Long #Housing?: The collective impact of rising rates, severe weather, waning investor interest, decelerating HPI, and tighter credit capsized housing in 2014.  2015 is setting up as the obverse with demand improving, the credit box opening and 2nd derivative price and volume trends beginning to inflect positively against progressively easier comps. We'll review the current dynamics and discuss whether the stage is set for a transition from under to outperformance for the complex.


Best of luck out there,




Darius Dale

Associate: Macro Team


About the Hedgeye Macro Playbook

The Hedgeye Macro Playbook aspires to present investors with the robust quantitative signals, well-researched investment themes and actionable ETF recommendations required to dynamically allocate assets and front-run regime changes across global financial markets. The securities highlighted above represent our top ten investment recommendations based on our active macro themes, which themselves stem from our proprietary four-quadrant Growth/Inflation/Policy (GIP) framework. The securities are ranked according to our calculus of the immediate-term risk/reward of going long or short at the prior closing price, which itself is based on our proprietary analysis of price, volume and volatility trends. Effectively, it is a dynamic ranking of the order in which we’d buy or sell the securities today – keeping in mind that we have equal conviction in each security from an intermediate-term absolute return perspective.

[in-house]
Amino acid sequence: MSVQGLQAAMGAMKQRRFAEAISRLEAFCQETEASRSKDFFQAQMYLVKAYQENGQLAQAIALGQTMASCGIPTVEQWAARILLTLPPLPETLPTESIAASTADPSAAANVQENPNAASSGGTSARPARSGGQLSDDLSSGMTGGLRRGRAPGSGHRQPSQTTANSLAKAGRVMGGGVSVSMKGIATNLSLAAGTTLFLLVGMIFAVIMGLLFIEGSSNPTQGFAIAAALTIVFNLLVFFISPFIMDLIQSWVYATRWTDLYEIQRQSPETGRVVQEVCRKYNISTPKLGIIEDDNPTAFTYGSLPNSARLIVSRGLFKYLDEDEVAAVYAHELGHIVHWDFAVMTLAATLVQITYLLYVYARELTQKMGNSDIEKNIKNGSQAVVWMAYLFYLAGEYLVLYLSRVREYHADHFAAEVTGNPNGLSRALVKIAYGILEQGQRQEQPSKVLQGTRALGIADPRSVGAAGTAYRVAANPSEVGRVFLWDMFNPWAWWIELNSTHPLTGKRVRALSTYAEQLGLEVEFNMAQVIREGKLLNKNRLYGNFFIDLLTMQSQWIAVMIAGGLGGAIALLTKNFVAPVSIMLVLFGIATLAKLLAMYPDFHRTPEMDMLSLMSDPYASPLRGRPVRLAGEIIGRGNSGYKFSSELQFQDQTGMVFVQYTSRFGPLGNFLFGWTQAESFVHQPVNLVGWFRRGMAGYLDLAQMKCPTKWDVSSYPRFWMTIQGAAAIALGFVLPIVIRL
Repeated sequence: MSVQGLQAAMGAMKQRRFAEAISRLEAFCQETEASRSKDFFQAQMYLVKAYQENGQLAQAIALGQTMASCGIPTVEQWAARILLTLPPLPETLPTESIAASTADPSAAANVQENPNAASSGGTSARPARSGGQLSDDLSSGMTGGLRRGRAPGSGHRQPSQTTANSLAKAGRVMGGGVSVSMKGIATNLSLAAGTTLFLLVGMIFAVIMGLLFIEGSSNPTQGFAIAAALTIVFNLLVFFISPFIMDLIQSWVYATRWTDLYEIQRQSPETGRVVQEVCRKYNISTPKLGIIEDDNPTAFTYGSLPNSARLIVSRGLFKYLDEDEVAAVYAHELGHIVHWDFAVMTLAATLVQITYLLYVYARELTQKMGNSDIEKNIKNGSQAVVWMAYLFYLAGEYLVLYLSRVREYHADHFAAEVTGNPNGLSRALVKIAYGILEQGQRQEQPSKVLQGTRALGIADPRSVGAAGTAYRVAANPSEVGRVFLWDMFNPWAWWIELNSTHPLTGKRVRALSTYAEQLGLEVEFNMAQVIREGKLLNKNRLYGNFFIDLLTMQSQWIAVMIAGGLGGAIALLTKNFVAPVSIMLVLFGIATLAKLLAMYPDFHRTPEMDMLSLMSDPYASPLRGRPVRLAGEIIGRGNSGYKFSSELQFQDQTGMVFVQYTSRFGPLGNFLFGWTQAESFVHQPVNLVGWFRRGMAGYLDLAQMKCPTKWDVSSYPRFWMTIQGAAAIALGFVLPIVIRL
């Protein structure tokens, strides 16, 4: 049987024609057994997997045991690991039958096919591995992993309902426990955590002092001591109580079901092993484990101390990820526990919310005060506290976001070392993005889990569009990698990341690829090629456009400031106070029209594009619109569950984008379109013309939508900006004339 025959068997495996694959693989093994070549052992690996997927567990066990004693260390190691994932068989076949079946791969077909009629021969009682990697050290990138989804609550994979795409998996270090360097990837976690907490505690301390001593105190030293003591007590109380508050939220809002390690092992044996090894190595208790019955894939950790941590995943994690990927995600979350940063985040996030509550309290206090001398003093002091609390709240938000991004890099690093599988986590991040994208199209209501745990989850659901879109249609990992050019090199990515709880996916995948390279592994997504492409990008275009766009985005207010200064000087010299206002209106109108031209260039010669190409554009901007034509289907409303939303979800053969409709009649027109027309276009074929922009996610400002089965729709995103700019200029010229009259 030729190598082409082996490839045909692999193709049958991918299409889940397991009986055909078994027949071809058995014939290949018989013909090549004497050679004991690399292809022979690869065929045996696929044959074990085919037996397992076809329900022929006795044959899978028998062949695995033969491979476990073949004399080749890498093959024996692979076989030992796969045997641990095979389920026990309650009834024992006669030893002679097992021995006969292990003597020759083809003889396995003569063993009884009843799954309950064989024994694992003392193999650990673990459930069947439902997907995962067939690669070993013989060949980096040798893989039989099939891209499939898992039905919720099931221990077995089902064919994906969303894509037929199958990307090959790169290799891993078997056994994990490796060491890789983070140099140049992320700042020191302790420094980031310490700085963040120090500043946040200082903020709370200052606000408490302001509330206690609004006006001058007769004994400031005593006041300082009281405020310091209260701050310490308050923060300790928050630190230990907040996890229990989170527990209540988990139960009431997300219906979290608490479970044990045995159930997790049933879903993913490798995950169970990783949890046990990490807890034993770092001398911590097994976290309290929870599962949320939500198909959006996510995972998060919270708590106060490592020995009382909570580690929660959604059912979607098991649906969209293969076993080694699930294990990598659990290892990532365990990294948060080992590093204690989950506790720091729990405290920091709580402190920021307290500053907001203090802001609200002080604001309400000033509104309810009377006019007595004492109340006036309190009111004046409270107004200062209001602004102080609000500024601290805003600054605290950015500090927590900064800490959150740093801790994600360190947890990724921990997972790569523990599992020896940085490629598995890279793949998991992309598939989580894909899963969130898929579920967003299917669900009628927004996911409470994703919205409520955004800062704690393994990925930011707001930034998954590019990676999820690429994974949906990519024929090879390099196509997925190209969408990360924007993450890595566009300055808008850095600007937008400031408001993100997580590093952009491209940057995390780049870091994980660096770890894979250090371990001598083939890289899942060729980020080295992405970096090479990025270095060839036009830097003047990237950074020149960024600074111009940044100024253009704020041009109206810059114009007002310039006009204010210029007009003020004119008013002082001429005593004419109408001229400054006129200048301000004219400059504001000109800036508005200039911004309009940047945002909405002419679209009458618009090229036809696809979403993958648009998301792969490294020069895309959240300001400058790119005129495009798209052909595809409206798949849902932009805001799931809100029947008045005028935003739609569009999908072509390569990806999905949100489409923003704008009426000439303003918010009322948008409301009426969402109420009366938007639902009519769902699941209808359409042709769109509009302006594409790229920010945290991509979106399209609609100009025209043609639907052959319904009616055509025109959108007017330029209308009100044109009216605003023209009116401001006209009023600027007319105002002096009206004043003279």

Bonds, Oil and Russia

Client Talking Points


U.S. employment tends to look good at the end of economic cycle. The Bond market will vote on the strength of this jobs report. The UST 10YR yield continues to signal lower-highs within its formation #crash. The immediate risk range for today is 1.89-2.11.


Oil bounced, and then failed. Remember when they said that higher lows could be good for oil? Well, that’s gone now. The firings in Energy states will happen during January to March. Stay tuned. The immediate risk range for WTI Oil today is 46.43-51.86.


Don’t forget that most bounces were led by counter-trends: oil, Russia and junk. That’s low value bouncing. Russian equities (RTSI) getting tagged and bagged for another -5.3% loss, so much for the bounce, and that has everything to do with deflation.

Asset Allocation


Top Long Ideas

Company Ticker Sector Duration

The Vanguard Extended Duration Treasury (EDV) is an extended duration ETF (20-30yr). As our declining rates thesis proved out and picked up steam over the course of the year, we see this trend continuing into Q1.  Short of a Fed rate hike, there’s no force out there with the oomph to reverse this trend, particularly with global growth decelerating and disinflationary trends pushing capital flows into the one remaining unbreakable piggy bank, which is the U.S. Treasury debt market.


As growth and inflation expectations continue to slow, stay with low-volatility Long Bonds (TLT). We believe the TLT has plenty of room to run. We strongly believe the dynamics in the currency market are likely contribute to a “reflexive deflationary spiral” whereby continued global macro asset price deflation and reported disinflation both contribute to rising investor demand for long-term Treasuries, at the margins.